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Woven History’s projects in Pakistan involve Turkmen, Uzbek, Hazara, and Tadjik refugees, all of whom are from Afghanistan. These people are, historically, some of the finest weavers. We provide the materials (wool, dyes, etc.,) designs, color combinations, sizes, and quality. Most of the designs are traditional, which we revive, including the Pazyryk, the oldest known carpet in history, fragments of which now reside in The Hermitage Museum in St. Petersburg. We also produce designs from the outside. Although we have an exceptional selection, we will also accept special orders.

The Afghan Turkmen refugees weave Woven History’s Ashina line of carpets, which are some of the finest in the market. Afghan Hazara refugees weave pile rugs with mostly Caucasian designs. Afghan-Uzbek refugees weave kilims, and the Tadjik are the producers of the sumacs, double-stitched, hand-embroidered carpets.

The various Turkmen Tribes are among the quintessential nomads of Central Asia. Although it is not known who first developed the art of weaving a pile carpet, it has long been suggested that the Turkmen were among the first to refine this art and bring it to an unsurpassed level of technical, visually expressive, and symbolically transcendent mastery. All this was achieved while maintaining the strictly tribal and generally nomadic character of their existence, something reflected in the purely functional format of the great majority of their weavings.

The Ersari are one of the larger main groupings of Turkmen Tribes. They traditionally (in recent centuries) lived in the more eastern part of the range of the Turkmen, near to Bokhara and Samarkand. After the Russian revolution most moved south to join their relations in northern Afghanistan. The Soviet invasion of Afghanistan saw these refugees once more displaced, as many fled to Pakistan in order to maintain their religion and way of life.

It is there that this project took root. Brave and industrious people, they were willing to do whatever was necessary to maintain themselves and their way of life. What they have always known best was weaving carpets. Due to the pressures of the modern world the art and technique of dyeing wool with vegetable dyes for carpets had largely passed out of existence in the last 40 to 80 years. It was the initial aim of our project to rediscover and revive those techniques, and then combine them with traditional Ersari designs that had also fallen out of use.

Having lived somewhat nearer than most ot the Turkmen tribes to the great Central Asian commercial and artistic centers of Bokhara and Samarkand, the Ersari adopted a far greater range of color and design in their weavings than many of the other remote Turkmen tribes. It has been our intent to attempt to revive this rich tradition of design and color in all the glorious hues of their original vegetal dyed antecedents.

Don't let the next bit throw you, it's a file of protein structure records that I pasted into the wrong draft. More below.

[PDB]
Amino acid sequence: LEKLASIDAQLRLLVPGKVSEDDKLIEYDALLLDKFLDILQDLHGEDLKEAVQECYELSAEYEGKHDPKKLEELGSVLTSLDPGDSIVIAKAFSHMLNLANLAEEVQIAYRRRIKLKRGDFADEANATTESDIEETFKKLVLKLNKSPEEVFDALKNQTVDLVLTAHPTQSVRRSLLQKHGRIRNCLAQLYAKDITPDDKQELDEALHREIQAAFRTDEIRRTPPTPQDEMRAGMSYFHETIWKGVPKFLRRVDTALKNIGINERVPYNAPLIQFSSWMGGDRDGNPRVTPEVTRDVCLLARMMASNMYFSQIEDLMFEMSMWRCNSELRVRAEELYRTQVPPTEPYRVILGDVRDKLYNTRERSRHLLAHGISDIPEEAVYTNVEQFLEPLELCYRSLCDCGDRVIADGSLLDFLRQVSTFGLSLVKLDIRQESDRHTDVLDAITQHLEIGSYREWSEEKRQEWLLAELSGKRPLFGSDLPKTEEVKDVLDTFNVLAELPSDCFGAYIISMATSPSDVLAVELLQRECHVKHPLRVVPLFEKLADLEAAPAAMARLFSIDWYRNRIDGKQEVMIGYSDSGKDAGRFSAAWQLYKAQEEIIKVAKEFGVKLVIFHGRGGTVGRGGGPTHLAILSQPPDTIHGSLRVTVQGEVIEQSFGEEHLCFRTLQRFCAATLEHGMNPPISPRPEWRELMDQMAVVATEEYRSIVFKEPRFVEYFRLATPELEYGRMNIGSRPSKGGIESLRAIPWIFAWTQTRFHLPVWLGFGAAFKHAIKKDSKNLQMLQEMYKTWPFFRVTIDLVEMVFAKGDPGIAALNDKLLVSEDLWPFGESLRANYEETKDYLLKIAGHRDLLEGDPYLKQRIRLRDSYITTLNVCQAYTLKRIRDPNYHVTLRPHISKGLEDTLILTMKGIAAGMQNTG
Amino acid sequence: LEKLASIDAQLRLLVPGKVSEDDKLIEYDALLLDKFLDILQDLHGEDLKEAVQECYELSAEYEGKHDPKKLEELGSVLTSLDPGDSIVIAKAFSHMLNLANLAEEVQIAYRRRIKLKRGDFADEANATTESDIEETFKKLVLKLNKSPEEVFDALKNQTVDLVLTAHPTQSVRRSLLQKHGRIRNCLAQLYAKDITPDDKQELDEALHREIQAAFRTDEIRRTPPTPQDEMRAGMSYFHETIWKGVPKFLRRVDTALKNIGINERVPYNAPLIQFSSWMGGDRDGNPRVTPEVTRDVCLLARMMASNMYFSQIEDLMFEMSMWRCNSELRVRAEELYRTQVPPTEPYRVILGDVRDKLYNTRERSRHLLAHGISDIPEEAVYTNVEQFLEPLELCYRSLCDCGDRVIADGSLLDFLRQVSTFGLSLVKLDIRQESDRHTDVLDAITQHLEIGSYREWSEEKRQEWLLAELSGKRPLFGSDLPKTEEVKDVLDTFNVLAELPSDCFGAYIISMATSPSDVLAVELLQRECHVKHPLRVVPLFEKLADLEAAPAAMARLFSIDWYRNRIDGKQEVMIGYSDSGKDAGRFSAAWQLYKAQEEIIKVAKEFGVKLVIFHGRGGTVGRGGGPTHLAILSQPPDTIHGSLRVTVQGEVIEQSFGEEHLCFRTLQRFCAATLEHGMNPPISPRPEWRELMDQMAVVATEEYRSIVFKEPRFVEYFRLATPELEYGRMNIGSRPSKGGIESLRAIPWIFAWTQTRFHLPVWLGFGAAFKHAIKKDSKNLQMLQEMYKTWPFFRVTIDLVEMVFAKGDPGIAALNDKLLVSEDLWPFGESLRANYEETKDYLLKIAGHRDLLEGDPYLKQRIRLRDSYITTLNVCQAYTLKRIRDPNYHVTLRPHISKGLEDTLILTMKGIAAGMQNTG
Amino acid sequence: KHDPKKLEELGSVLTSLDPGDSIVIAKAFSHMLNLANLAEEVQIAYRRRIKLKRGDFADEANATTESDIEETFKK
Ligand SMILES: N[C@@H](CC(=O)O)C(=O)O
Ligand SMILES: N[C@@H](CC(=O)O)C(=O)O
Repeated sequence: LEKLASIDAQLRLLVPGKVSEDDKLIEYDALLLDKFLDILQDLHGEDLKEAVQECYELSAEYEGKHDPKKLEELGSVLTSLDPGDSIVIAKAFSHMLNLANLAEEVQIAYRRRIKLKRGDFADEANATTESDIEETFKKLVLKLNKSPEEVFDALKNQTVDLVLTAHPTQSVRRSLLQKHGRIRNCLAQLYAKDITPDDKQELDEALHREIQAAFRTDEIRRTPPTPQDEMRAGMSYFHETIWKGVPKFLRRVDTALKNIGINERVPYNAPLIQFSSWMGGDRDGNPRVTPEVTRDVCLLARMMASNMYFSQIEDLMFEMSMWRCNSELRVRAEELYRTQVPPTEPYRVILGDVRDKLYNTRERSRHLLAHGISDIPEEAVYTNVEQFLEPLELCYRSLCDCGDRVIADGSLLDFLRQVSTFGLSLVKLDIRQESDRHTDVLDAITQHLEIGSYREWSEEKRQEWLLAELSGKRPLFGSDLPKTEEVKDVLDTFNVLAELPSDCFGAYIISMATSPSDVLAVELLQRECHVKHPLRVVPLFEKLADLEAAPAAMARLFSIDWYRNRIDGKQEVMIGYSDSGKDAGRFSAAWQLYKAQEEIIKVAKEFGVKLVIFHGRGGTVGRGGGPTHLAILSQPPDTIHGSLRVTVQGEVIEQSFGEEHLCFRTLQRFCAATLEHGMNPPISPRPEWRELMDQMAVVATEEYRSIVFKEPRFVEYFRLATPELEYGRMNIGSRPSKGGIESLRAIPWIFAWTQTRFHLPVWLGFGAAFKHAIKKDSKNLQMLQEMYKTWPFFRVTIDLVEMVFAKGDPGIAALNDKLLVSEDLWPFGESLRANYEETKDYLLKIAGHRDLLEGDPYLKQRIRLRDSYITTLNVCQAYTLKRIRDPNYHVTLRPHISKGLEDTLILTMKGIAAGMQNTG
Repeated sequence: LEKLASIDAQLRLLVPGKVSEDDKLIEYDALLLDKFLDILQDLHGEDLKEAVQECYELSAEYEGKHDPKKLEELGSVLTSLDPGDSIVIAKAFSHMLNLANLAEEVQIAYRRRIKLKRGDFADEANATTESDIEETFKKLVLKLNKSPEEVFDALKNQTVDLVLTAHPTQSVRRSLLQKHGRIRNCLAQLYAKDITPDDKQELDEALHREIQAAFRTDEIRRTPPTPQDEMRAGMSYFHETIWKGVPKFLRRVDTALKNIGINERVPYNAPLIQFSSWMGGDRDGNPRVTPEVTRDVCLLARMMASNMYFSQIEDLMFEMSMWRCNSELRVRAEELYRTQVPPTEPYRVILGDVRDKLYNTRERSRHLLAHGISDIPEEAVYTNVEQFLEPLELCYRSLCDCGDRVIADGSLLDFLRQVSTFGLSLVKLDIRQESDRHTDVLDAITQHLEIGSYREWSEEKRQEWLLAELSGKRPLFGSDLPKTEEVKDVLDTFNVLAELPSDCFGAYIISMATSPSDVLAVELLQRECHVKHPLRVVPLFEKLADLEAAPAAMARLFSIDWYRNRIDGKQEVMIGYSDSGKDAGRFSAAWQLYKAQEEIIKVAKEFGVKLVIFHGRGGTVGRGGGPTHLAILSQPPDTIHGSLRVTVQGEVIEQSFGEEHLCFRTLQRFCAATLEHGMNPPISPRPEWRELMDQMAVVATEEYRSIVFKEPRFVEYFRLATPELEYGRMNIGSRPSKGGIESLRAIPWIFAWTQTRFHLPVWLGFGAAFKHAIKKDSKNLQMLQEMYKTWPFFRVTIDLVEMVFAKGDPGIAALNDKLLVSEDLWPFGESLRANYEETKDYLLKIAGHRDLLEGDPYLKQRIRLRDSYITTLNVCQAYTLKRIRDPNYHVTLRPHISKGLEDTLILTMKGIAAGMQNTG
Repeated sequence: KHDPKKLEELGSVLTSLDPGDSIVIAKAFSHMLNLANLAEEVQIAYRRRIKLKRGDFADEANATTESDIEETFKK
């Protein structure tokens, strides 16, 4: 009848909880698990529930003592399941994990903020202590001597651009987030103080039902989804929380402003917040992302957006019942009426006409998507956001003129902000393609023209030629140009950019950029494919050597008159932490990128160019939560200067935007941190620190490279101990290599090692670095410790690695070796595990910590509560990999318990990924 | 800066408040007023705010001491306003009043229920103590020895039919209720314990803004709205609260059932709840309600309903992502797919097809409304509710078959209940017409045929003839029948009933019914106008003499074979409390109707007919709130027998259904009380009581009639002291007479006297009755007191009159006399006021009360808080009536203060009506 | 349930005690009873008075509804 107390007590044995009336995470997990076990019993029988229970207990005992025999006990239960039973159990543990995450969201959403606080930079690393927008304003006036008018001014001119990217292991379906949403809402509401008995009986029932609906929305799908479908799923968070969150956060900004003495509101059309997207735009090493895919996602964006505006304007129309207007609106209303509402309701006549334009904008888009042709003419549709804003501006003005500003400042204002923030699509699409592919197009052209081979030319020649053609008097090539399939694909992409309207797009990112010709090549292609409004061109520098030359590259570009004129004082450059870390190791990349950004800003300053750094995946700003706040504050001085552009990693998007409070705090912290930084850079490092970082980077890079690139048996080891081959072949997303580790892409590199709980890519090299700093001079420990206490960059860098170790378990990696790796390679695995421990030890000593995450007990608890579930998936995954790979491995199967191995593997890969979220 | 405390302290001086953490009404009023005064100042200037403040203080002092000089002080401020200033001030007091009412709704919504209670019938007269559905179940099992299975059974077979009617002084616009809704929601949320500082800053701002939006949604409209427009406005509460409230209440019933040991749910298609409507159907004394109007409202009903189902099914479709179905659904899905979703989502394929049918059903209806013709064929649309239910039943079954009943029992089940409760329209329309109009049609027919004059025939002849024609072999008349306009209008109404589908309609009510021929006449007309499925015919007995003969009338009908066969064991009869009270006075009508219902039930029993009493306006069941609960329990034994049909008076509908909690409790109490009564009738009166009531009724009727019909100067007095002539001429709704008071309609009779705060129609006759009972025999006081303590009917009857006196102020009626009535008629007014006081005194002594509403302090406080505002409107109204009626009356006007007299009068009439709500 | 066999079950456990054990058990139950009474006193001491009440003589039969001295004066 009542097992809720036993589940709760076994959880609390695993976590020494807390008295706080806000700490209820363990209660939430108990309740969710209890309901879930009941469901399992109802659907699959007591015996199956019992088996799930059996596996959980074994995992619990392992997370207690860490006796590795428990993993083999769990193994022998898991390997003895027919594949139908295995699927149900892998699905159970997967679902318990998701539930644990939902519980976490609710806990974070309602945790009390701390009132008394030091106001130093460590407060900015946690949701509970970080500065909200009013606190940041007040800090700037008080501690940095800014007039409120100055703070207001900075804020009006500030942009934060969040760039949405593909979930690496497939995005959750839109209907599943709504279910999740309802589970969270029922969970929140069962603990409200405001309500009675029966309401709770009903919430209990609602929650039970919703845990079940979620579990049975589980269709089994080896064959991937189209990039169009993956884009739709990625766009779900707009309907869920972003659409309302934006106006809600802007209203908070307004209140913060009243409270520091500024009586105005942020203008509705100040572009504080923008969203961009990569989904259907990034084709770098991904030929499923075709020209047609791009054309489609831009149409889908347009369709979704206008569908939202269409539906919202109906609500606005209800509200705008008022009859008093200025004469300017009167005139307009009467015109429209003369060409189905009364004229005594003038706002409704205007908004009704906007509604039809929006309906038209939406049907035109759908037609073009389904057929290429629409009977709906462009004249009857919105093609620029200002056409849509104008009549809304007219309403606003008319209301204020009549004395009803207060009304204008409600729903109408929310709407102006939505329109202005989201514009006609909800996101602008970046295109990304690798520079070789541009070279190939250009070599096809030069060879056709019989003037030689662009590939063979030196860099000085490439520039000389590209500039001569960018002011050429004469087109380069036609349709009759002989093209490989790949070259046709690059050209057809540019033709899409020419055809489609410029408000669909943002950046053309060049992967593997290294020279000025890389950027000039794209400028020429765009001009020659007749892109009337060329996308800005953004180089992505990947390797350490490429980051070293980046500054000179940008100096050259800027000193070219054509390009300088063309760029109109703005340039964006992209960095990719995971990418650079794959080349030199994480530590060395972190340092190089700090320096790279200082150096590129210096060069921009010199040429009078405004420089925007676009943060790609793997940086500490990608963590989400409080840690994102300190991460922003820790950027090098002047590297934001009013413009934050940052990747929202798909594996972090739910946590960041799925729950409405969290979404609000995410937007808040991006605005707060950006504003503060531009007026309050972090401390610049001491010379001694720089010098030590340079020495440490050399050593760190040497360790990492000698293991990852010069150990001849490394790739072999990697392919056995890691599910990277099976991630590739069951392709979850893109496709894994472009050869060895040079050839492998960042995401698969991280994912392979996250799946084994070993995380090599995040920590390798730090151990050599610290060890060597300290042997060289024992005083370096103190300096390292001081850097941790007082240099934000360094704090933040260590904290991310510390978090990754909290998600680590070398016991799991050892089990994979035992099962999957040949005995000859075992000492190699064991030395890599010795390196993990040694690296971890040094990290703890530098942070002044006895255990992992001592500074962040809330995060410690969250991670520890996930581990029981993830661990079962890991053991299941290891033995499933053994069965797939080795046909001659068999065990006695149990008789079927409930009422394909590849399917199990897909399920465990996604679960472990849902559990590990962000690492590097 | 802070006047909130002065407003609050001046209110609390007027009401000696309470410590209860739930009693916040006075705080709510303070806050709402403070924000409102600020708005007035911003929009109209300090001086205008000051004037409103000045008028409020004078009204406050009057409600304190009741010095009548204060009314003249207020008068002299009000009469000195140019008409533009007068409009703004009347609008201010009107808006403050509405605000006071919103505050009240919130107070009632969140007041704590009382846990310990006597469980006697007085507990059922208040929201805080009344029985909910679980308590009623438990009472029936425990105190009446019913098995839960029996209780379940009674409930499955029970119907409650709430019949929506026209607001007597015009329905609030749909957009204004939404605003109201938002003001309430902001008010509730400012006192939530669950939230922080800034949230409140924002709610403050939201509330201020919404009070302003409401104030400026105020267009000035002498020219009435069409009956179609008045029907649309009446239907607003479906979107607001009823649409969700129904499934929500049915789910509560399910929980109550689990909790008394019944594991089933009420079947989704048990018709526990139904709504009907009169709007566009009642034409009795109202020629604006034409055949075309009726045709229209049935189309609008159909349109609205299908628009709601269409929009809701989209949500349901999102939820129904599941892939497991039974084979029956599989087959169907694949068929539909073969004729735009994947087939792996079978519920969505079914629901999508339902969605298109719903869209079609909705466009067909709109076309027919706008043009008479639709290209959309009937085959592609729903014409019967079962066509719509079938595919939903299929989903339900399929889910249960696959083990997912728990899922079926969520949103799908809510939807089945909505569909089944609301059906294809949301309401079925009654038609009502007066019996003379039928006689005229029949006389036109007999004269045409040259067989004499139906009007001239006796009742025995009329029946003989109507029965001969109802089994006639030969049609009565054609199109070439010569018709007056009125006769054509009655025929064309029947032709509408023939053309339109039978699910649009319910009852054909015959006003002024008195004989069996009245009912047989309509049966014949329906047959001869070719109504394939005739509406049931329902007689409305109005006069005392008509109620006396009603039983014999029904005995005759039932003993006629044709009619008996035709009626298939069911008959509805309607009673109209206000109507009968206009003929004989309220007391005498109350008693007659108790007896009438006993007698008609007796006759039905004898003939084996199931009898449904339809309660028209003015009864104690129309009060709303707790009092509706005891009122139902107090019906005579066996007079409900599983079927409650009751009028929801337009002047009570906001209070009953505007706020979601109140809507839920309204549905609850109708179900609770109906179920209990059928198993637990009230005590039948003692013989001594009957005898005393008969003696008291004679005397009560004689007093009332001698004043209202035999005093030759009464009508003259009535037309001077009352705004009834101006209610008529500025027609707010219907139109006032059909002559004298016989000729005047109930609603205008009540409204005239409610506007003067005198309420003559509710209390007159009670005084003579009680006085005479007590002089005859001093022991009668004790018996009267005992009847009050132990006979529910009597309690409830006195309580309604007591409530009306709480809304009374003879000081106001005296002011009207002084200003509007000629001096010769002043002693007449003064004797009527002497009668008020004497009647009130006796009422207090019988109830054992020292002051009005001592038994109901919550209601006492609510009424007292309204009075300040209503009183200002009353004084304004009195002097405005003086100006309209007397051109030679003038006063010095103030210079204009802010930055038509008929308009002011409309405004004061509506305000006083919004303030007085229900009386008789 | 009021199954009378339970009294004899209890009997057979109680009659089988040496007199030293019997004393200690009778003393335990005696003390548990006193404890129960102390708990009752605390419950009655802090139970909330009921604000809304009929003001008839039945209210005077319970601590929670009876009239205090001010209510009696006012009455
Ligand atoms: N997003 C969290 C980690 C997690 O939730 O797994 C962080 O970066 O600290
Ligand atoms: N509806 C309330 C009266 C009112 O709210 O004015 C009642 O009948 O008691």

The principle dye sources we use to achieve this are madder root for red, indigo for blue, and asparak flower or pomegranate husks for yellow. Manipulation and combination of these dye sources allow us to achieve a wide palette of colors. Wool is as important as dyes to the creation of a great rug. To this end we use only hand carded, hand-spun wool from Afghanistan. While our wool source may vary from time to time we are constantly searching for the best available and the wool most consistent with the lustrous, long staple wool found in antique Ersari Turkmen carpets.

All of our carpets are washed in soap and water only. While they may shine less initially we feel that the long term benefit to the customer is great. This is the way in which the carpets we are recreating were traditionally finished. The wonderful sheen which they developed came after years of use and washing, and we believe that our carpets will achieve the same if given the chance. Each carpet contains a small inscription, usually woven into one corner or end giving the name of the weaving family, the place woven and the date, as well as the weaver’s preferred choice of identity, usually “Turkmen Mahajer” — Turkmen refugee. These inscriptions are in Persian characters, however English translations are available. While not something that was so common traditionally, we feel that these inscriptions provide a personal connection between the ultimate recipient of these carpets and the hard work and artistry of the weavers.